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Frequently Asked Questions

Q: How do the Palestinian refugees and UNRWA affect the ordinary Israeli citizen? After all, they are in the refugee camps in the West Bank, Gaza, Jordan, Syria and Lebanon, on the other side of border and security fences, guarded by Israeli soldiers.

A: The issue of refugees constitutes a huge obstacle for the peace process and leads to terror and violence directed against the citizens of Israel.  Furthermore, the lack of peace creates a situation in which a significant portion of the Israeli state budget is allocated toward defense, at the expense of social clauses such as education, medical care, housing, etc., and at the expense of the citizens and their standard of living.



Q: Is the Center for Near East Policy Research merely promoting a right-wing view that is meant mainly to slander the Palestinian Authority and UNRWA and prevent progress in the negotiations between Israel and the Palestinians?

A: Not at all.  The Center is not opposed to peace talks and a comprehensive political solution to the refugee issue. Rather, in a joint effort by right, center and left-wingers, is promoting discussions of the plight of the Palestinian refugees in UNRWA-administered refugee camps, as well as possible humanitarian solutions that would alleviate it.  In these discussions, held in open forums with decision makers and the press, the issue of adoption of  the United Nations High Commissioner for Refugees (UNHCR) criteria for refugee rehabilitation worldwide is discussed. 
Furthermore, the Center ascribes the highest importance to education for peace, coexistence and non-violent conflict resolution.  The education in UNRWA schools and the Agency’s activities constitute a formidable impediment to instilling these values and to rapprochement and peaceful relations.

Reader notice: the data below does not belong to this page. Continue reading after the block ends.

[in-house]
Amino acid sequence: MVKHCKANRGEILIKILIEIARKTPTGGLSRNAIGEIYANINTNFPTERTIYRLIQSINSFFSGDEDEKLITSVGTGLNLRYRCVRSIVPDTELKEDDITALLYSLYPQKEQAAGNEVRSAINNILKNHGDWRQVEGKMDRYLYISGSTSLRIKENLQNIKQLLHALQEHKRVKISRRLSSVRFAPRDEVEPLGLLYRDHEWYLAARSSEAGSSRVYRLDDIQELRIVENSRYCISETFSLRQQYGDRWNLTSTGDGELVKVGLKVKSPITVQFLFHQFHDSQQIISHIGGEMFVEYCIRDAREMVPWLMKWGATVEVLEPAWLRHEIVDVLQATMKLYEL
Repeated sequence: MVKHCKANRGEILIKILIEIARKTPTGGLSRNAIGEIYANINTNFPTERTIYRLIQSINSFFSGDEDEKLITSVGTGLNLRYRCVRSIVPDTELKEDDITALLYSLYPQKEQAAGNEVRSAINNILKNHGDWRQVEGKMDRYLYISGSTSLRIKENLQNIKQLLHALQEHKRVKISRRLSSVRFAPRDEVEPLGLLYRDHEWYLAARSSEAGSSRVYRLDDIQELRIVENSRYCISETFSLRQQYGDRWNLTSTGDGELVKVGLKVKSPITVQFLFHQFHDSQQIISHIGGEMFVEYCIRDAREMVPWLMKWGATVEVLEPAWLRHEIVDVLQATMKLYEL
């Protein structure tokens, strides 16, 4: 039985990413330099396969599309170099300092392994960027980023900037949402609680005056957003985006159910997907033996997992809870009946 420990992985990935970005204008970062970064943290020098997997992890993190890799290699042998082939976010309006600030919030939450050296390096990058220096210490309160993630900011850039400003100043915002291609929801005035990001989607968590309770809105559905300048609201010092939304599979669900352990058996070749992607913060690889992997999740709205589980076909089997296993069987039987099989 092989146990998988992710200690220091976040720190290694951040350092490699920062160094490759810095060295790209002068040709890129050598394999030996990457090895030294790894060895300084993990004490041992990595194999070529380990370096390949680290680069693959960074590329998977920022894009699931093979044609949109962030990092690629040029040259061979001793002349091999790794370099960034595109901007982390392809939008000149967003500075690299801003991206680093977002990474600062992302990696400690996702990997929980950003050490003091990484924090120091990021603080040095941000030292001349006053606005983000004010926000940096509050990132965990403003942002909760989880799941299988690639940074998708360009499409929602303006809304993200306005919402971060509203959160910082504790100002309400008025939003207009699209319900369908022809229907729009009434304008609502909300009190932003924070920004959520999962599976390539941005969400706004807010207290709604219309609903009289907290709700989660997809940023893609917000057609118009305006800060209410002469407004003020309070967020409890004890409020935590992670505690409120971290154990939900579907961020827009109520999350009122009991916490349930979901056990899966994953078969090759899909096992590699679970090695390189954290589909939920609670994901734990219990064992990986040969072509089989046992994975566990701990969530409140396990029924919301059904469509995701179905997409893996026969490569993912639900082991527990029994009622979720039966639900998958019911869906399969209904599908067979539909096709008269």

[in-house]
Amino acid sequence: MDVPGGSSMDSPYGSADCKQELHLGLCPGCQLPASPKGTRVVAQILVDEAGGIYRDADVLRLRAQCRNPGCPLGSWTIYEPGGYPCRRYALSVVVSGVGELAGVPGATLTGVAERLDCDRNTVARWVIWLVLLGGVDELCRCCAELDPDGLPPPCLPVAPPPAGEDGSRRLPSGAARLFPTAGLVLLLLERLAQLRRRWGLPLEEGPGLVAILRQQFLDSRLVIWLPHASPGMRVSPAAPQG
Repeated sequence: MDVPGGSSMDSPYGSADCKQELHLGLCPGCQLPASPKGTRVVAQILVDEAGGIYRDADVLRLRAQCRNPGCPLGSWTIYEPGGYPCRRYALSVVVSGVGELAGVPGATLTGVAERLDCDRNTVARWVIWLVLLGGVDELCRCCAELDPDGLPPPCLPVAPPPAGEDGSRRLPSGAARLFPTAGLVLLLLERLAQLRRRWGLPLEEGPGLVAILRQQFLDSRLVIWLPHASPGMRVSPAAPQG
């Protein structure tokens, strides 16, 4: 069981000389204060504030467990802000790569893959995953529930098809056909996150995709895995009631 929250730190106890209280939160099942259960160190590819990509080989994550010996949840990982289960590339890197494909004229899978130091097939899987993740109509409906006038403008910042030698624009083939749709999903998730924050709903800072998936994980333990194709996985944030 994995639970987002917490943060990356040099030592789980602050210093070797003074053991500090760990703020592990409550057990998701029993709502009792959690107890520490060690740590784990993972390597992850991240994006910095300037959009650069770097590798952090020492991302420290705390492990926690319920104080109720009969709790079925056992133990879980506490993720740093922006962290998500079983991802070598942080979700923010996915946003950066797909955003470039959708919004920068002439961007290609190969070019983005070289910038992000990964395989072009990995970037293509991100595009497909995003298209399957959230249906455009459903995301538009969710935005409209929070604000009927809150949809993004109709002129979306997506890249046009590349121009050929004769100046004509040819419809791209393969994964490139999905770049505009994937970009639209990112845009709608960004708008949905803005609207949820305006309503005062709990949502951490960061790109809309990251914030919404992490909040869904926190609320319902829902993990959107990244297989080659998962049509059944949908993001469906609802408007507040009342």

Q: Why should the “Right of Return” interest me at all?  It seems like the Palestinians will never fulfill this national ambition.

A: The “Right of Return” is much more than a national ambition or part of the Palestinian narrative.  The very debate over this right and the legitimization of its discussion, as well as the cultivation of the myth surrounding it, constitute a direct danger to the Israeli public, as can be seen in various ways throughout the Center’s website: it begets terrorism and violence, and blocks progress in the peace process.



Q: what can I do to try and bring about positive change for the Palestinian refugees and the peace process and minimize the danger to Israeli citizens ?

A: You can write your Members of Congress/Parliament, update them on the dangers posed by UNRWA’s policy and ask that they raise the issue in the foreign affairs, defense and budgetary committees, so that pressure can be brought to bear on UNRWA to carry out reforms that would diminish terrorism and hate education, provide a humanitarian solution for the refugees and increase the chances of peace in the Middle East.



Q: What chance do I have of influencing UNRWA and bringing about reform in the agency? After all, it is a UN agency with tens of thousands of employees and a budget surpassing one billion dollars.

A: You do have the power to make a change, because you can influence elected officials in the Western donor countries (the US, EU Countries, Canada and others) that provide over 90 % of UNRWA’s budget, and, as such, wield huge influence over the agency.





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